The rise of Black Studies:  From Black Power to Black Studies 
Did Obama tank the antiwar movement? Party in the Street
Read Contexts Magazine– It’s Awesome!!!!

 

Written by fabiorojas

September 8, 2019 at 5:50 pm

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tip of the iceberg

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It was hard in some ways leaving the ivied hallways of business schools at Chicago and Penn and MIT for a university in France. There’s simply no question that the level of resources available to professors here is orders of magnitude less. It shows up in the quality of buildings, availability of research funds and of course the quality of my salary. My first job after my PhD was at the LSE which had only recently started chasing after serious corporate and alumni (and it turns out non-alumni) funds. Then, just after I left, it came out that Muammar Gaddafi had given them a lot of money as part of the PR effort that ultimately failed spectacularly with his death. The Director lost his job. Rightly so.

Still, I was frustrated when I came to France and found the attitude was far far more guarded about taking money from anyone other than the government. Each offer is met with so much skepticism, it’s very rare to hear about a donation of any size (where that’s a weekly thing for most American and UK schools).

Reading about the budding scandal at MIT—a place I know and care about—I also see some of the wisdom in it.

There is the narrative about giving to universities that is about “giving back” or “investing in the future”. I’m sure there is something to that (maybe Vivianna Zelizer should do a historical study on how corporate donations went from profane to sacred). But as a practicing “economic sociologist” there is simply no better example of the monetary bottom line value of “reputation” and “status” that I can think of. These universities are monetizing their status. Period.

I can make due with shabbier dwellings in the service of keeping the reputation of these places as far away from reflecting on these sorts as possible. And no, it’s not just about Epstein. It’s about all of the compromises needed to chase after those dollars.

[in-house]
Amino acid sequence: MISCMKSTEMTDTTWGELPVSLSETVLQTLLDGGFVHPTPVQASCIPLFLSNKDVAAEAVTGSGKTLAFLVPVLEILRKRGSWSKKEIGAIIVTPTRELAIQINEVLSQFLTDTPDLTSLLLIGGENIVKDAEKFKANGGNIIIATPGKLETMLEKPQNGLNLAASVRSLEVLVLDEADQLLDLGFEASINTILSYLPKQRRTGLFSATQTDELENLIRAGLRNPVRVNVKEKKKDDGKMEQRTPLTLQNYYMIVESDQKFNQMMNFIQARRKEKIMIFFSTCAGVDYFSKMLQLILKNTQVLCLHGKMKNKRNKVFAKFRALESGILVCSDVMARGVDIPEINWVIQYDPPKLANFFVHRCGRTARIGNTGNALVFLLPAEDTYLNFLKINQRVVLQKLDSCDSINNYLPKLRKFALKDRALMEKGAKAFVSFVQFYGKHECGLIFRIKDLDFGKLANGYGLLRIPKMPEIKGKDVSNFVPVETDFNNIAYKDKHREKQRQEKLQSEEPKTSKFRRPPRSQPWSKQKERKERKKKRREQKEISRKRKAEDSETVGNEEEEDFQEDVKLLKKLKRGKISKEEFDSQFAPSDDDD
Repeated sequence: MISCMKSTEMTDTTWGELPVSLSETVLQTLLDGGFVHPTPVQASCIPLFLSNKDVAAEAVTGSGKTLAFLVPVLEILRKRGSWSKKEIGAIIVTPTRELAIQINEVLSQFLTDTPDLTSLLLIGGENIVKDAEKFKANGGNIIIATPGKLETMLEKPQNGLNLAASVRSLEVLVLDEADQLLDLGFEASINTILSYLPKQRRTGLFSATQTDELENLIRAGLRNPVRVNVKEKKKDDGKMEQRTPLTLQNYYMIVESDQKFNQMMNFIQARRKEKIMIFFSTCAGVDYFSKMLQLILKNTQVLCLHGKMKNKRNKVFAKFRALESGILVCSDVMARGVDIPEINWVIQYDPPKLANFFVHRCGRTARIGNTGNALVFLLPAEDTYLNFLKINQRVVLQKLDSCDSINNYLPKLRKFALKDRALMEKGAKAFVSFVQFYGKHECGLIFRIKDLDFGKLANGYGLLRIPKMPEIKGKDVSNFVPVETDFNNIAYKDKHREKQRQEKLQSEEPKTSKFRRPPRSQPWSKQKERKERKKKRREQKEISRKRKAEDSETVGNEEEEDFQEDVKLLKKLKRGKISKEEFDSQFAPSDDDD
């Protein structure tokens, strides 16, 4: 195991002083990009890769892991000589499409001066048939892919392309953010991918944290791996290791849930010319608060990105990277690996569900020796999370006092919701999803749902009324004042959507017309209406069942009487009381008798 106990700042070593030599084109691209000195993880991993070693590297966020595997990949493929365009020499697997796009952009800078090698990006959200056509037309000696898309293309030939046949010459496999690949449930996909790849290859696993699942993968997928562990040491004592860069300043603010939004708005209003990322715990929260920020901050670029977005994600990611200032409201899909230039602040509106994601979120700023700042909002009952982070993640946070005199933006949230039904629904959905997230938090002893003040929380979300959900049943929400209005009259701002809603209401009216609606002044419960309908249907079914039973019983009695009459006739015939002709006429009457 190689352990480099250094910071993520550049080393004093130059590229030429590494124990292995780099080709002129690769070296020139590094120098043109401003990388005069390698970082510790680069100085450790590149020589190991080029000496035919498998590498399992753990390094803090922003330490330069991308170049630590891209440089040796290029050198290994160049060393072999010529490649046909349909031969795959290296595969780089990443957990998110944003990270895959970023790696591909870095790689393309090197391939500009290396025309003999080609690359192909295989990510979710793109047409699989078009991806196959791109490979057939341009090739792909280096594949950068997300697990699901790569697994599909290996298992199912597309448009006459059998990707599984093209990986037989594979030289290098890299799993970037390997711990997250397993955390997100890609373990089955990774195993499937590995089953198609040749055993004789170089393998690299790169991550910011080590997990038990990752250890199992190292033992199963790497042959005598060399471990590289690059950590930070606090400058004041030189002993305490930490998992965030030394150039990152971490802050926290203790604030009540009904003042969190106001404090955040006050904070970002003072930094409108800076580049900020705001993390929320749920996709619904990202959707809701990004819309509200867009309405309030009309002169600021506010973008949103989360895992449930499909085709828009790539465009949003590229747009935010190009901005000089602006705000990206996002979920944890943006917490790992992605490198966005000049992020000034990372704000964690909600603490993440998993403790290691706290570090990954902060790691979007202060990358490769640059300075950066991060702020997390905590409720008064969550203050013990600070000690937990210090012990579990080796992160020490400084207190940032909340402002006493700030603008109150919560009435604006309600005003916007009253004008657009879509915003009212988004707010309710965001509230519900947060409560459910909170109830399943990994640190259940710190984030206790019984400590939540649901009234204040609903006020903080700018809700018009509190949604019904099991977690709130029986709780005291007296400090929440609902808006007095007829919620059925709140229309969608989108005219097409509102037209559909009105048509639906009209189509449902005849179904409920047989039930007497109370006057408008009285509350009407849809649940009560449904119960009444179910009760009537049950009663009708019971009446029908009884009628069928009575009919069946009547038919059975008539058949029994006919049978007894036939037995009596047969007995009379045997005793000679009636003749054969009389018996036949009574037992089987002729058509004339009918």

Written by seansafford

September 8, 2019 at 5:04 pm

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the relational turn in the study of inequalities and organizations – guest post by Dustin Avent-Holt and Donald Tomaskovic-Devey

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On behalf of Dustin Avent-Holt and Donald Tomaskovic-Devey, I am posting their guest post, a must-read for researchers looking for intersections between organizations and stratification.  In their post, they describe the shortcomings of stratification research’s in focusing on “individual” characteristics and how they build upon organizational theory to examine organizations as inequality-generating mechanisms.  Their post ends with possible research AND policy agendas for a more sustainable and equitable future.

By the end of the 1990s we began to see a relational turn in sociology, perhaps expressed most clearly in Mustafa Emirbayer’s Relational Manifesto. The core claim is that the basic unit of analysis for sociology (or perhaps the social sciences writ large) should be, neither the individual nor macro-level institutions, but the social relations between actors.

This relational claim is, of course, not new. Classical sociologists –Simmel, Marx, Mead, Blumer, Goffman– treated relationality as fundamental. All of symbolic interactionism, the economic sociologies of Granovetter’s embeddedness paradigm and Zelizerian relational work, organizational field theory, and the strong growth in network science are all contemporary exemplars.

But relationality was blurred in the mid-20thcentury though by the growth in statistical techniques and computer software packages that enabled the analysis of surveys of individuals. Blau and Duncan’s pathbreaking American Occupational Structure became the state of the art for stratification research, but it had the side effect of obscuring – both theoretically and methodologically – the relationality that undergirds the generation of inequalities.